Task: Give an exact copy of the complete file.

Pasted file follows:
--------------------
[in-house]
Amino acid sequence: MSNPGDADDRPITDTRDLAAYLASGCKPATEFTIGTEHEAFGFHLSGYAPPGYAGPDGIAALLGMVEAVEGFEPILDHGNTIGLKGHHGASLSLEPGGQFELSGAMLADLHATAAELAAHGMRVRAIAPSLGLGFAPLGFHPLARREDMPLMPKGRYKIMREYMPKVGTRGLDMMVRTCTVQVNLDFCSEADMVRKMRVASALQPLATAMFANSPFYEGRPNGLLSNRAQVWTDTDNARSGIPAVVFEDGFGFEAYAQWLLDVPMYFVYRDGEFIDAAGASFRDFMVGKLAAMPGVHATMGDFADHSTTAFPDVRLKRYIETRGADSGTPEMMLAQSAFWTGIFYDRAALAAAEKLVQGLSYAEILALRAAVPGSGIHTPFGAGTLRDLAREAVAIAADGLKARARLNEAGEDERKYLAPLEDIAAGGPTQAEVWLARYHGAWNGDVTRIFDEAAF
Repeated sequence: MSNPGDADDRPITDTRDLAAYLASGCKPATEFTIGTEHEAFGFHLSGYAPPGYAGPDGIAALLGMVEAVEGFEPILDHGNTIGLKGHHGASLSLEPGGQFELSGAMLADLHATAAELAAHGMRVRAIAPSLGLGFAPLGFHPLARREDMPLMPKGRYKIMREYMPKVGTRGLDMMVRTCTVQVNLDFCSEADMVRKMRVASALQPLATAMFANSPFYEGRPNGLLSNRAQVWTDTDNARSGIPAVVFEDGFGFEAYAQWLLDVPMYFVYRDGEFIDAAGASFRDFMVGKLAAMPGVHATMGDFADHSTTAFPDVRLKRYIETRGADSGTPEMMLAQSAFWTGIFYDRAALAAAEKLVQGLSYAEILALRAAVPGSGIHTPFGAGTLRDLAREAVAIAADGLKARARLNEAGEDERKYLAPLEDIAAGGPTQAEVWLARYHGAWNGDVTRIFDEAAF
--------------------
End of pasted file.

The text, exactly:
[in-house]
Amino acid sequence: MSNPGDADDRPITDTRDLAAYLASGCKPATEFTIGTEHEAFGFHLSGYAPPGYAGPDGIAALLGMVEAVEGFEPILDHGNTIGLKGHHGASLSLEPGGQFELSGAMLADLHATAAELAAHGMRVRAIAPSLGLGFAPLGFHPLARREDMPLMPKGRYKIMREYMPKVGTRGLDMMVRTCTVQVNLDFCSEADMVRKMRVASALQPLATAMFANSPFYEGRPNGLLSNRAQVWTDTDNARSGIPAVVFEDGFGFEAYAQWLLDVPMYFVYRDGEFIDAAGASFRDFMVGKLAAMPGVHATMGDFADHSTTAFPDVRLKRYIETRGADSGTPEMMLAQSAFWTGIFYDRAALAAAEKLVQGLSYAEILALRAAVPGSGIHTPFGAGTLRDLAREAVAIAADGLKARARLNEAGEDERKYLAPLEDIAAGGPTQAEVWLARYHGAWNGDVTRIFDEAAF
Repeated sequence: MSNPGDADDRPITDTRDLAAYLASGCKPATEFTIGTEHEAFGFHLSGYAPPGYAGPDGIAALLGMVEAVEGFEPILDHGNTIGLKGHHGASLSLEPGGQFELSGAMLADLHATAAELAAHGMRVRAIAPSLGLGFAPLGFHPLARREDMPLMPKGRYKIMREYMPKVGTRGLDMMVRTCTVQVNLDFCSEADMVRKMRVASALQPLATAMFANSPFYEGRPNGLLSNRAQVWTDTDNARSGIPAVVFEDGFGFEAYAQWLLDVPMYFVYRDGEFIDAAGASFRDFMVGKLAAMPGVHATMGDFADHSTTAFPDVRLKRYIETRGADSGTPEMMLAQSAFWTGIFYDRAALAAAEKLVQGLSYAEILALRAAVPGSGIHTPFGAGTLRDLAREAVAIAADGLKARARLNEAGEDERKYLAPLEDIAAGGPTQAEVWLARYHGAWNGDVTRIFDEAAF